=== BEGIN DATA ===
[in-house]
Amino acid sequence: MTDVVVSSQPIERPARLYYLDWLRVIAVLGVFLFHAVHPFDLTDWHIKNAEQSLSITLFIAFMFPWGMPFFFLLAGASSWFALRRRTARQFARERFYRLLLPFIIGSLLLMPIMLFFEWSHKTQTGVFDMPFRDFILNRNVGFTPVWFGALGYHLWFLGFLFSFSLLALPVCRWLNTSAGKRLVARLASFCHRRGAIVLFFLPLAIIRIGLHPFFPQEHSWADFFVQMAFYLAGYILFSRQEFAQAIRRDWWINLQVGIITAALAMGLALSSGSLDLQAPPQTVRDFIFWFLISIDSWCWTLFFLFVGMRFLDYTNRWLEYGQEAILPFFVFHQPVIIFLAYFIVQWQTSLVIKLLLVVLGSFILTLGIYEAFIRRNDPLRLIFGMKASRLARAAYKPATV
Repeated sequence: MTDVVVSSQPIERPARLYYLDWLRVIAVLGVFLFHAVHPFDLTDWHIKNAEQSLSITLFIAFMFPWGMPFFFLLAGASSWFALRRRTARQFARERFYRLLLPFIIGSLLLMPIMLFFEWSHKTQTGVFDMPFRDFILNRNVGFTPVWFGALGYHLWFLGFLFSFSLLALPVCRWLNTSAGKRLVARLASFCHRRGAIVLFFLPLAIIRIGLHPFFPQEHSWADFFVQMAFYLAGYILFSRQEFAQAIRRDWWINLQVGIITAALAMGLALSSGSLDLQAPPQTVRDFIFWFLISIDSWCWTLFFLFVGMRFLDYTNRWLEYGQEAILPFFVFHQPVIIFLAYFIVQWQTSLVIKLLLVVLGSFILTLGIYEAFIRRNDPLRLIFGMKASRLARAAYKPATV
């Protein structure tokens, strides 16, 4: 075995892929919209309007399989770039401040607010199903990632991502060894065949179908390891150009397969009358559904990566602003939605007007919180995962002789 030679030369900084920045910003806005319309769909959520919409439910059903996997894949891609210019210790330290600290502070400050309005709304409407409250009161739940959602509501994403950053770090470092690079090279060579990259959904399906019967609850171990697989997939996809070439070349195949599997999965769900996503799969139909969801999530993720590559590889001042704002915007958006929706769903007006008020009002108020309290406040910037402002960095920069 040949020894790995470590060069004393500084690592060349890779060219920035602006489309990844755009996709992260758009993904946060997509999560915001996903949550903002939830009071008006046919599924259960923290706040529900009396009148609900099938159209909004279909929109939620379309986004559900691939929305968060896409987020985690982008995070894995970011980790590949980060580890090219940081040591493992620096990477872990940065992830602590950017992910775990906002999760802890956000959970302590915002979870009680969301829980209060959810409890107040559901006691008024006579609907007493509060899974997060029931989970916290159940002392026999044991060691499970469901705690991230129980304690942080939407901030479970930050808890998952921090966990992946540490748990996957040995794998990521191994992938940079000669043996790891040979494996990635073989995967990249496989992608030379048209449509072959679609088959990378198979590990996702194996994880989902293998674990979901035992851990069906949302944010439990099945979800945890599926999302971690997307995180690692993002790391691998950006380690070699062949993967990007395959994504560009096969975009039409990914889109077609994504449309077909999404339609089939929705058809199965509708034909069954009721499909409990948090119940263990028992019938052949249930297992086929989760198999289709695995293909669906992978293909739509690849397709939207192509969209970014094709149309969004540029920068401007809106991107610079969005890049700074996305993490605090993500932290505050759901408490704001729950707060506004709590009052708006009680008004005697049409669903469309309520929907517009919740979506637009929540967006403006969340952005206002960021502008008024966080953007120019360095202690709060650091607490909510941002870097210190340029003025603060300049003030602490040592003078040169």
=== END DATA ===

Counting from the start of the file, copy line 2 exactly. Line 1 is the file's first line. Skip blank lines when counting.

Amino acid sequence: MTDVVVSSQPIERPARLYYLDWLRVIAVLGVFLFHAVHPFDLTDWHIKNAEQSLSITLFIAFMFPWGMPFFFLLAGASSWFALRRRTARQFARERFYRLLLPFIIGSLLLMPIMLFFEWSHKTQTGVFDMPFRDFILNRNVGFTPVWFGALGYHLWFLGFLFSFSLLALPVCRWLNTSAGKRLVARLASFCHRRGAIVLFFLPLAIIRIGLHPFFPQEHSWADFFVQMAFYLAGYILFSRQEFAQAIRRDWWINLQVGIITAALAMGLALSSGSLDLQAPPQTVRDFIFWFLISIDSWCWTLFFLFVGMRFLDYTNRWLEYGQEAILPFFVFHQPVIIFLAYFIVQWQTSLVIKLLLVVLGSFILTLGIYEAFIRRNDPLRLIFGMKASRLARAAYKPATV